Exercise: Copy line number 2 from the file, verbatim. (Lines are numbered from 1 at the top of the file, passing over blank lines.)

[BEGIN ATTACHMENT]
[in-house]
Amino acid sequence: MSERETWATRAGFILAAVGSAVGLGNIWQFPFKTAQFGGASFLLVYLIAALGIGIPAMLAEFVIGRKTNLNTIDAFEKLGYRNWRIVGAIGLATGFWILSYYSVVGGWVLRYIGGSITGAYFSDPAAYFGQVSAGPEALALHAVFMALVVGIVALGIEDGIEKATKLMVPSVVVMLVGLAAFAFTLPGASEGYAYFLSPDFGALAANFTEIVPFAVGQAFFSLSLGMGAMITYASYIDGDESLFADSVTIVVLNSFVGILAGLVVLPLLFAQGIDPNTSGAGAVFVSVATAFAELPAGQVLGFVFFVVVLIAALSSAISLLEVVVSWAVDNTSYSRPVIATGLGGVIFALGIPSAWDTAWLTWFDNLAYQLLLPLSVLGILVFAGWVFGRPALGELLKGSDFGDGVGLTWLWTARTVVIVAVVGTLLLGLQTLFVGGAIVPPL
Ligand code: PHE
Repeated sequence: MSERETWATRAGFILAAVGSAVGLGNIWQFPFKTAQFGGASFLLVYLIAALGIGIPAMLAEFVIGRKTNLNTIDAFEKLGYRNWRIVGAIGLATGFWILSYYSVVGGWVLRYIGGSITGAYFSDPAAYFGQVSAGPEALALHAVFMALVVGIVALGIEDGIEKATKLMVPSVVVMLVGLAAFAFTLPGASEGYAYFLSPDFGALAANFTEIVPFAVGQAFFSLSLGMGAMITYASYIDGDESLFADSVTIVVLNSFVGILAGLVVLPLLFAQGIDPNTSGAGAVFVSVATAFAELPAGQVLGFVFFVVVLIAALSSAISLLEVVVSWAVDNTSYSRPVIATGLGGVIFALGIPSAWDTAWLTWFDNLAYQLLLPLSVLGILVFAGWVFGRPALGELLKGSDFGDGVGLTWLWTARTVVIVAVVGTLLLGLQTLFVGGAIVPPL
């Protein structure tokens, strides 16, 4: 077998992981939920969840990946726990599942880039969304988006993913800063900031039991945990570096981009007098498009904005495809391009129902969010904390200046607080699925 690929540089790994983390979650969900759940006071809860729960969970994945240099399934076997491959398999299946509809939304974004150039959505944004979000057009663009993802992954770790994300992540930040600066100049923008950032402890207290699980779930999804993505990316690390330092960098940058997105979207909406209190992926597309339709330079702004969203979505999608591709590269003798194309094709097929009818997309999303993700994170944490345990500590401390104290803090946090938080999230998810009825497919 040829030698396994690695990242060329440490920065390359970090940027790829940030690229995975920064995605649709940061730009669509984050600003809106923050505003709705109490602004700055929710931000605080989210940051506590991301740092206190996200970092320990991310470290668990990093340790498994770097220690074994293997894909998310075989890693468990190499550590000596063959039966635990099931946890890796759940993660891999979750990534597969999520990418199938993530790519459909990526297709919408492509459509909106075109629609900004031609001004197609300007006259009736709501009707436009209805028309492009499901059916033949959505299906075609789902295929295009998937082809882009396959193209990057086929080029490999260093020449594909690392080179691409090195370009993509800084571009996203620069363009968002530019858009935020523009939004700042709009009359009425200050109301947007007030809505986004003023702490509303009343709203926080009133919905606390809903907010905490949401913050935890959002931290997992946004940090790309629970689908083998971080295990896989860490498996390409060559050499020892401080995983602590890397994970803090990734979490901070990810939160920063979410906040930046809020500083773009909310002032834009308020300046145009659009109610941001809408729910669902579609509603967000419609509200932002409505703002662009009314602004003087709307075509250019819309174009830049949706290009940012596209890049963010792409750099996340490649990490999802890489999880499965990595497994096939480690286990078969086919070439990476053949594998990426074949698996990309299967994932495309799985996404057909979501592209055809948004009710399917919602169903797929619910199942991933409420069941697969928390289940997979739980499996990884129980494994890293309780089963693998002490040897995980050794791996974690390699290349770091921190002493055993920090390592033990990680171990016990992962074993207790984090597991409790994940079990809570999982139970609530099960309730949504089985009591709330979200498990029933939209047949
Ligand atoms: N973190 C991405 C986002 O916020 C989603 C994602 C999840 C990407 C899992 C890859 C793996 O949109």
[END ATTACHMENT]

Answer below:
Amino acid sequence: MSERETWATRAGFILAAVGSAVGLGNIWQFPFKTAQFGGASFLLVYLIAALGIGIPAMLAEFVIGRKTNLNTIDAFEKLGYRNWRIVGAIGLATGFWILSYYSVVGGWVLRYIGGSITGAYFSDPAAYFGQVSAGPEALALHAVFMALVVGIVALGIEDGIEKATKLMVPSVVVMLVGLAAFAFTLPGASEGYAYFLSPDFGALAANFTEIVPFAVGQAFFSLSLGMGAMITYASYIDGDESLFADSVTIVVLNSFVGILAGLVVLPLLFAQGIDPNTSGAGAVFVSVATAFAELPAGQVLGFVFFVVVLIAALSSAISLLEVVVSWAVDNTSYSRPVIATGLGGVIFALGIPSAWDTAWLTWFDNLAYQLLLPLSVLGILVFAGWVFGRPALGELLKGSDFGDGVGLTWLWTARTVVIVAVVGTLLLGLQTLFVGGAIVPPL